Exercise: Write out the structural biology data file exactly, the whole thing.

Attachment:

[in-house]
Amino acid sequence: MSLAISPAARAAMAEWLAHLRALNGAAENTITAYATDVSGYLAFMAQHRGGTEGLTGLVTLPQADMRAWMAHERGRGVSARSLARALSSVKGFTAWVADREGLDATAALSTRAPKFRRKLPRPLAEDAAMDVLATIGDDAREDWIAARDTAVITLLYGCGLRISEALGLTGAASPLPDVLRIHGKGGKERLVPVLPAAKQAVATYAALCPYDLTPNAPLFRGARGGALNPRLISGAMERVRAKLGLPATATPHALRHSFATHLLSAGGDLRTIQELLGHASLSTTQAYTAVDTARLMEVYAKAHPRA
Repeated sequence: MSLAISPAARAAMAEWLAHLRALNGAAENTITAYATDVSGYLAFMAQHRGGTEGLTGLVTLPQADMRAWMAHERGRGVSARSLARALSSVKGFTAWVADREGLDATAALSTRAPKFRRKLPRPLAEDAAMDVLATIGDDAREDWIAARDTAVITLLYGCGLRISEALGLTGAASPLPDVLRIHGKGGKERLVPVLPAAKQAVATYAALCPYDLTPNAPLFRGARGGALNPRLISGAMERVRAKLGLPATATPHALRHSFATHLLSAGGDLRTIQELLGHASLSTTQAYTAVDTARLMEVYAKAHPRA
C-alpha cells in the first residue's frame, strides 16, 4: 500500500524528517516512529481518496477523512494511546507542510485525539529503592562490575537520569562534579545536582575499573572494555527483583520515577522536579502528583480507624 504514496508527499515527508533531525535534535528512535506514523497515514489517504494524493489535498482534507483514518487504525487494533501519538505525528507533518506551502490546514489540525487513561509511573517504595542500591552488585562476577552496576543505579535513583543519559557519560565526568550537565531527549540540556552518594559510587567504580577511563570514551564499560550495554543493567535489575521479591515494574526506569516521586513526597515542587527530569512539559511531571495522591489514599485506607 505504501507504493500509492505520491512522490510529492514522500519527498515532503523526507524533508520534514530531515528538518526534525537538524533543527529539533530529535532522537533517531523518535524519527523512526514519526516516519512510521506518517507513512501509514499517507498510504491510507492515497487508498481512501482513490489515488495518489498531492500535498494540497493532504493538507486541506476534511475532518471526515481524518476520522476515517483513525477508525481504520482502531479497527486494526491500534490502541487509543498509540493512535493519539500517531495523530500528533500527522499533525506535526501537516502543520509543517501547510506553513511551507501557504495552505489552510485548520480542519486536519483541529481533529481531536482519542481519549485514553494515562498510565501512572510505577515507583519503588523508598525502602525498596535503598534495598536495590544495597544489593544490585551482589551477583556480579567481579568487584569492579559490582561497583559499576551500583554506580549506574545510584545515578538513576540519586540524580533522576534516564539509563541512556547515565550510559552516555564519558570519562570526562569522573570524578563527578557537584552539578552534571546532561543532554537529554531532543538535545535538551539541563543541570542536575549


[in-house]
Amino acid sequence: MSLAISPAARAAMAEWLAHLRALNGAAENTITAYATDVSGYLAFMAQHRGGTEGLTGLVTLPQADMRAWMAHERGRGVSARSLARALSSVKGFTAWVADREGLDATAALSTRAPKFRRKLPRPLAEDAAMDVLATIGDDAREDWIAARDTAVITLLYGCGLRISEALGLTGAASPLPDVLRIHGKGGKERLVPVLPAAKQAVATYAALCPYDLTPNAPLFRGARGGALNPRLISGAMERVRAKLGLPATATPHALRHSFATHLLSAGGDLRTIQELLGHASLSTTQAYTAVDTARLMEVYAKAHPRA
Repeated sequence: MSLAISPAARAAMAEWLAHLRALNGAAENTITAYATDVSGYLAFMAQHRGGTEGLTGLVTLPQADMRAWMAHERGRGVSARSLARALSSVKGFTAWVADREGLDATAALSTRAPKFRRKLPRPLAEDAAMDVLATIGDDAREDWIAARDTAVITLLYGCGLRISEALGLTGAASPLPDVLRIHGKGGKERLVPVLPAAKQAVATYAALCPYDLTPNAPLFRGARGGALNPRLISGAMERVRAKLGLPATATPHALRHSFATHLLSAGGDLRTIQELLGHASLSTTQAYTAVDTARLMEVYAKAHPRA
C-alpha cells in the first residue's frame, strides 16, 4: 500500500524528517516512529481518496477523512494511546507542510485525539529503592562490575537520569562534579545536582575499573572494555527483583520515577522536579502528583480507624 504514496508527499515527508533531525535534535528512535506514523497515514489517504494524493489535498482534507483514518487504525487494533501519538505525528507533518506551502490546514489540525487513561509511573517504595542500591552488585562476577552496576543505579535513583543519559557519560565526568550537565531527549540540556552518594559510587567504580577511563570514551564499560550495554543493567535489575521479591515494574526506569516521586513526597515542587527530569512539559511531571495522591489514599485506607 505504501507504493500509492505520491512522490510529492514522500519527498515532503523526507524533508520534514530531515528538518526534525537538524533543527529539533530529535532522537533517531523518535524519527523512526514519526516516519512510521506518517507513512501509514499517507498510504491510507492515497487508498481512501482513490489515488495518489498531492500535498494540497493532504493538507486541506476534511475532518471526515481524518476520522476515517483513525477508525481504520482502531479497527486494526491500534490502541487509543498509540493512535493519539500517531495523530500528533500527522499533525506535526501537516502543520509543517501547510506553513511551507501557504495552505489552510485548520480542519486536519483541529481533529481531536482519542481519549485514553494515562498510565501512572510505577515507583519503588523508598525502602525498596535503598534495598536495590544495597544489593544490585551482589551477583556480579567481579568487584569492579559490582561497583559499576551500583554506580549506574545510584545515578538513576540519586540524580533522576534516564539509563541512556547515565550510559552516555564519558570519562570526562569522573570524578563527578557537584552539578552534571546532561543532554537529554531532543538535545535538551539541563543541570542536575549